Knowing whether a generally used name is proprietary is important. Considerable money has been spent, and many lawsuits have been entered into, to enforce the recognition of trade names! The problem is that when a trademarked product comes into general use, the public often loses touch with the word's commercial origins (Table 8.1). Proper names or their derivatives begin to function as common nouns, and for a period of time both styles exist side by side. Eventually, to the dismay of the company holding the trademark on the product, the product name or a variant of it may become an English word in its own right. (Aspirin, nylon, zipper, and fiberglass are examples of such lost battles.)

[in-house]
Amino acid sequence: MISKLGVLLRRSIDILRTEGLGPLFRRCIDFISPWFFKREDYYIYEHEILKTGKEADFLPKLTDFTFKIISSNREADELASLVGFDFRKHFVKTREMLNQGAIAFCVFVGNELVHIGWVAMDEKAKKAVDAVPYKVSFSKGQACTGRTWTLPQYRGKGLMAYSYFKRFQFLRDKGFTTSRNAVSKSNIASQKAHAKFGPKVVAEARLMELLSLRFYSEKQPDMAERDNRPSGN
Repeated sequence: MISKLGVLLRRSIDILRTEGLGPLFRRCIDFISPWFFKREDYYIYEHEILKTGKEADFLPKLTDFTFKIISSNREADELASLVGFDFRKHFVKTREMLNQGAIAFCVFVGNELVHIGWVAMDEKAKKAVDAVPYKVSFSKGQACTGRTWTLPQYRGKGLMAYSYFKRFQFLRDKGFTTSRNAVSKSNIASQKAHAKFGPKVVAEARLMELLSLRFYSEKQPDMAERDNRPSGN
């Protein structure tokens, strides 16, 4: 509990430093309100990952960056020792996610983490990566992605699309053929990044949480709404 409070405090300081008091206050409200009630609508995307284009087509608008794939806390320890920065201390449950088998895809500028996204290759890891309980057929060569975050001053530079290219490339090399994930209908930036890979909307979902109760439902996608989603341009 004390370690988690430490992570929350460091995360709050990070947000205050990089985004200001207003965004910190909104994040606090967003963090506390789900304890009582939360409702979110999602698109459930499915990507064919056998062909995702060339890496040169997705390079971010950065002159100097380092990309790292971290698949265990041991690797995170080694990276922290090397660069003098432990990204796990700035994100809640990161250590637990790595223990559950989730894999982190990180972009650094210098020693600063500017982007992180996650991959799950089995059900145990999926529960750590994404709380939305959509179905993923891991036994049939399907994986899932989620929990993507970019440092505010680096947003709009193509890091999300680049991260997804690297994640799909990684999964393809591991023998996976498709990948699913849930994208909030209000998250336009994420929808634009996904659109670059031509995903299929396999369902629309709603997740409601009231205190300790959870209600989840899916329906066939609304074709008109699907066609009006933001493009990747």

Don't slip into the pitfall of using trade names as though they were synonyms for generic products or processes. Usually, a quick perusal of the packaging will reveal a product's status.
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